Another strange experience was when, after waking up, I saw the figure of my late father. He wasn't speaking or moving, just looking at me. Although I could not see the actual face, I knew it was my father. He had something in his hand as if he wanted to give something to me. I still don't know what it was.

This one was the most embarrassing. I was stationed in Germany with the U.S. Army and was assigned as guard duty for the tanks motor pool. We took four-hour breaks on every two-hour shift and I was taking advantage of it by trying to get some sleep. I found myself awake, unable to move, trying to move, trying to speak, but instead my attempt to speak came out as if I was moaning. Well, that's according to the other guards on duty. When I was finally free, they were just laughing and to them it seemed as if I was having an orgasm in my sleep.

I've had many, many more experiences. There were a few more times I was tickled, times when I simply just stared, times that someone or something was there, something unseen, and times that I woke my wife from my screaming.

Because of so many occurrences, there were times I was able to just ignore it and simply wait until I was free and able to block any ideas from my mind. I cannot ignore the fact that I'm still scared about 80% of the time it happens. I've always known I'm not alone. Although I did not know the term "sleep paralysis," I have always been told there are many others out there who had these experiences. I believe I've had an unusual number of occurrences but it's nothing to brag about. It is no fun.

Now to my personal opinion what sleep paralysis is. It is my body not waking up in synch with my brain. Because of this, we tend to get scared and crazy ideas enter our minds. We just wake up and it's dark. We don't think at 100% of our capability when we're just waking up and scared. Different cultures, as in other countries have their different interpretation of what causes this. Some say a demon is pressing them down, some say other kinds of monsters or something paranormal is present. In America, some people think it's aliens. I think it's what you make of it; it's in your head. I've had many experiences but they're mostly all different. If aliens are on your mind, then you'll probably think it's aliens. For example, when I saw my father's figure, well, my father had just passed away and he was trying to give me his Bible. When I was young, my brothers and sisters loved to tickle me, which is when most of the tickling experiences happened. When I saw the Jesus portrait, well, it happened to be there in front of me. Sleep paralysis happens but what happens when you wake up is what you make of it. Basically, I think, it's cultural, what is happening around you... all in the head.

Name withheld by request

21 Jul 2005
I was just looking for information on sleep paralysis on the web after watching a program on TV where people were convinced that were being abducted by aliens at night. I was amused by the fact that I had also experienced numerous similar nocturnal events from a very young age which also involved seeing or sensing a presence in the room, hearing sounds etcetera. I was relieved when a Japanese scientist explained that this is called 'kanashibari' (steel bars) in Japan and is a widely acknowledged phenomenon; not seen as paranormal or abnormal.

You are aware of this, no doubt, but what I thought might be an interesting addition to the great info on your site on this subject is that it is in fact a very useful state for artists: especially musicians. (I am a university graduate musician). In this state, all the senses are heightened and the imagination is unfettered by inhibitions and various creative blocks that plague the mind in the completely wakened state. One night years ago, when I was 'caught' in this self-hypnosis I found that I could create and vividly hear music of incredible complexity and beauty. I could listen to full brass sections playing complex harmonies with a piano and and then without any serious effort - I could just 'will it' to happen - and without missing a beat, Introduced a massive cascade of violins and violas, and so forth. All this required no conscious utilization of any theoretical principles I had learned in University. Unfortunately, I have not as of yet been able to retain or compose any of the music I create when in the state, but for me, it is exciting to be so close to what can only be described as the infinite hidden genius of the human mind. Conversely, with so much power at its command, but driven by fear, it is no wonder to me that sleep paralysis leaves some people seriously doubting their sanity, or in some cases driven from it quite completely.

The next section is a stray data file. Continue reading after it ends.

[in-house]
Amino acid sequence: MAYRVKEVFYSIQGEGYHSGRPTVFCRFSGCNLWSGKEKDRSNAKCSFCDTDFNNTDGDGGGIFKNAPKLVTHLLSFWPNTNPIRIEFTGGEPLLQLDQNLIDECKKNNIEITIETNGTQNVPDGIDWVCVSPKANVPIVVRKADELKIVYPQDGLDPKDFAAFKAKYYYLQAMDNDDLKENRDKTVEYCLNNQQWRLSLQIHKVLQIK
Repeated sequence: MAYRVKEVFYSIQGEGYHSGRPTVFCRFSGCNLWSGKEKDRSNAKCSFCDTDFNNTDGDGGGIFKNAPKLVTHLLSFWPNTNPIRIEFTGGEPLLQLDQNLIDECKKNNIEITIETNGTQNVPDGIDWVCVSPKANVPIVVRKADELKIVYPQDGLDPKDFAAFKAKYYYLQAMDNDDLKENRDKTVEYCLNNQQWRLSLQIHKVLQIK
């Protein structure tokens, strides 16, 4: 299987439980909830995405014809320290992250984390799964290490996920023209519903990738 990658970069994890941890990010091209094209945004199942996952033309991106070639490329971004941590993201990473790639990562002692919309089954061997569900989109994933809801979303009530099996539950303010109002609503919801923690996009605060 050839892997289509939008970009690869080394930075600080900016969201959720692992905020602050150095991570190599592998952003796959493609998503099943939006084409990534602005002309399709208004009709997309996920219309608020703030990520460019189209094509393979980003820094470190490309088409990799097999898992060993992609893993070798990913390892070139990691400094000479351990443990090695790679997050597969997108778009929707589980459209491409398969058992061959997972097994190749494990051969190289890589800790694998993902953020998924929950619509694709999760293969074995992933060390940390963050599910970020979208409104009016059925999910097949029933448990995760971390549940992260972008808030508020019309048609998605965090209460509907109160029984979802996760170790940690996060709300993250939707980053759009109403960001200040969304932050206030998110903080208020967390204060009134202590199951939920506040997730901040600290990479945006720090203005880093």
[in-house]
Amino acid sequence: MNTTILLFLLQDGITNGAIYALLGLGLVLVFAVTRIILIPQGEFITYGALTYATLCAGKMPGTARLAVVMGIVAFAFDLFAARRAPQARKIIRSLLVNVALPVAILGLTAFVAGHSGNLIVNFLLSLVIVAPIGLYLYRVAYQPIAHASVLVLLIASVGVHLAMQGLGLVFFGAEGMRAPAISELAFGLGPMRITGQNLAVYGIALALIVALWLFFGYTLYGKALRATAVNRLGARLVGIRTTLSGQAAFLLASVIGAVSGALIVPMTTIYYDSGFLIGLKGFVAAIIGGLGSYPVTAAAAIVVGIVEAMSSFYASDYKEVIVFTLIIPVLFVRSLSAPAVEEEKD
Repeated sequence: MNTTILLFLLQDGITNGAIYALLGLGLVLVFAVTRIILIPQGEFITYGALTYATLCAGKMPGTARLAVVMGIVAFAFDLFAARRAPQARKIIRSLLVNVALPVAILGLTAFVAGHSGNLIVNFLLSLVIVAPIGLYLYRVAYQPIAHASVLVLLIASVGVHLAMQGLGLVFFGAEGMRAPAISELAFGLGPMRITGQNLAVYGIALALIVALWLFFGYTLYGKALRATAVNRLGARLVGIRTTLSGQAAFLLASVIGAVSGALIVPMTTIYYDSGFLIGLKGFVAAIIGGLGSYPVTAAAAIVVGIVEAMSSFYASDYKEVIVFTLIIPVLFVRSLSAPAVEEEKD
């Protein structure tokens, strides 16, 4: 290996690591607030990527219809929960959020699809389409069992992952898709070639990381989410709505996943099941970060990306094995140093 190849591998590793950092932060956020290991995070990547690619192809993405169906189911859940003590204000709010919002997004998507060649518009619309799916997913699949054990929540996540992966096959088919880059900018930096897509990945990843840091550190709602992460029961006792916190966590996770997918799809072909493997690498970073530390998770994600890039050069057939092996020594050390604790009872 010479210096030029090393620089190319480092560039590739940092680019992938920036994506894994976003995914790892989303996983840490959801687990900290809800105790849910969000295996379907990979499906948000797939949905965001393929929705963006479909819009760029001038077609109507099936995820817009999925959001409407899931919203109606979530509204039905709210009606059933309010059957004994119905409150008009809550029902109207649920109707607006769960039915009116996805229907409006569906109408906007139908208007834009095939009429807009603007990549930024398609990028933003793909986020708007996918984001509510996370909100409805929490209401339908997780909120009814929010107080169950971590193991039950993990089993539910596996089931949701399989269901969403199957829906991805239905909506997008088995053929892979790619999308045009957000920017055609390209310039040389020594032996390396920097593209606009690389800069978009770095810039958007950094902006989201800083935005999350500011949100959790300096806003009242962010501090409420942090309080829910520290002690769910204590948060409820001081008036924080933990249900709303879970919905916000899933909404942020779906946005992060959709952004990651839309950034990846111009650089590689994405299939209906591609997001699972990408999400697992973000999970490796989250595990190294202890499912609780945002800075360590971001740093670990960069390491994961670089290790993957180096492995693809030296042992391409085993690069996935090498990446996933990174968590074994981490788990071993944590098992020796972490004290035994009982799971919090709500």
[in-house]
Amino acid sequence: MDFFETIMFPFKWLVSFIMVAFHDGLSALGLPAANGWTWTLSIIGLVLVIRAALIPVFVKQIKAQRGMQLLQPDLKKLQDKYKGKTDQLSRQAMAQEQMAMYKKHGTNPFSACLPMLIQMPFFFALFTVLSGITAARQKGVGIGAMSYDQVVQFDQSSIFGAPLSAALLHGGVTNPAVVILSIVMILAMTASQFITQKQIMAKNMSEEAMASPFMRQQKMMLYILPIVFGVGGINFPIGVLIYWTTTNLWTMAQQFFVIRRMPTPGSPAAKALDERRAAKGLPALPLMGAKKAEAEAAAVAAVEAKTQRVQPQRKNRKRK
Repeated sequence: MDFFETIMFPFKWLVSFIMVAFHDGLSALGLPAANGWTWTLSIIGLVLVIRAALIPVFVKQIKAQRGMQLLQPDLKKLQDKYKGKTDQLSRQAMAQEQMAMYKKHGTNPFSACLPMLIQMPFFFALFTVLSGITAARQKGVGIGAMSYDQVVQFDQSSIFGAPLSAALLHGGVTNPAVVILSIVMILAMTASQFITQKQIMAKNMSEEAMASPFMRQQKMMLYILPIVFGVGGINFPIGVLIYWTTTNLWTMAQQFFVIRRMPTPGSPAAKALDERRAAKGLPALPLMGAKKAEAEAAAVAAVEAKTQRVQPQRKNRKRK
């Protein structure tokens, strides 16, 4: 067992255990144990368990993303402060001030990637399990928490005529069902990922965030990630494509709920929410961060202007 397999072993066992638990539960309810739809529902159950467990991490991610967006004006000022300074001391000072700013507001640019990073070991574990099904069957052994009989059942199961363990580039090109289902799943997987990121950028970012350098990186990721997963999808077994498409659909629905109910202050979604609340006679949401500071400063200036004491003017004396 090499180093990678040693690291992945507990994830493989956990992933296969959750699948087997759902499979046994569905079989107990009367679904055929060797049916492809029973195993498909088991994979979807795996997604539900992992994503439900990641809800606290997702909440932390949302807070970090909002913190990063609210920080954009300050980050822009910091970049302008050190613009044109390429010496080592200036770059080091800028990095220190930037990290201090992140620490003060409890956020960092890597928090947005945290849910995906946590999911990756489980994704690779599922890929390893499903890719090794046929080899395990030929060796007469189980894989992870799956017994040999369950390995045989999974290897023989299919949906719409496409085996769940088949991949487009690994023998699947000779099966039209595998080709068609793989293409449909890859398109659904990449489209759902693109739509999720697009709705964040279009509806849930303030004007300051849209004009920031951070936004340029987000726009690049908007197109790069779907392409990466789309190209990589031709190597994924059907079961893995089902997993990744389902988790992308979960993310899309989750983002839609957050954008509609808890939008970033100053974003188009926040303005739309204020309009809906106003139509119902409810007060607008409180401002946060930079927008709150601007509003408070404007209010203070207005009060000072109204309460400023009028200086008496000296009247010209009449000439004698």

Matthew Sowerby
South Africa

31 Aug 2002

Thank you for your entry on sleep paralysis - the description of this phenomenon exactly parallels an experience I had as a youth, in which I seemed to be unable to move in my bed, yet was "aware" somehow of an evil, buzzing entity in the corner of the room. I've been an agnostic for most of my life, and have never taken this memory at face value, but it's nice to know that other people have had the same experience. I can easily see how someone who already believed in demons, ghosts or aliens could assume he'd been visited. Could you add more to your entry regarding the experiments I saw on a science program (Nova?) in which it was claimed that this state could be induced?

By the way, your website shows an interest in Celtic music. You should point this out when asked how a skeptic can possibly enjoy life. How can one NOT enjoy a life in which one can listen to beauty?

Bryan Haught

sleep paralysis